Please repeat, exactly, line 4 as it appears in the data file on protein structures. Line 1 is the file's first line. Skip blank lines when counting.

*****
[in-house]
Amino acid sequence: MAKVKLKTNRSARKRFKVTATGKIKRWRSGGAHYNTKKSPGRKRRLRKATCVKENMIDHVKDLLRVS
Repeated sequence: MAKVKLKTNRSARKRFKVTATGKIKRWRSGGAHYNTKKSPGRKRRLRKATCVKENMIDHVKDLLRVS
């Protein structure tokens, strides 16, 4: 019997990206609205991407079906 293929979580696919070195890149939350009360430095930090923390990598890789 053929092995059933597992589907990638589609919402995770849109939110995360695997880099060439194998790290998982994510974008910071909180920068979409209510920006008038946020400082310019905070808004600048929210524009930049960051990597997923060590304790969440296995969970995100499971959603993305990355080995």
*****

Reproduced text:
């Protein structure tokens, strides 16, 4: 019997990206609205991407079906 293929979580696919070195890149939350009360430095930090923390990598890789 053929092995059933597992589907990638589609919402995770849109939110995360695997880099060439194998790290998982994510974008910071909180920068979409209510920006008038946020400082310019905070808004600048929210524009930049960051990597997923060590304790969440296995969970995100499971959603993305990355080995």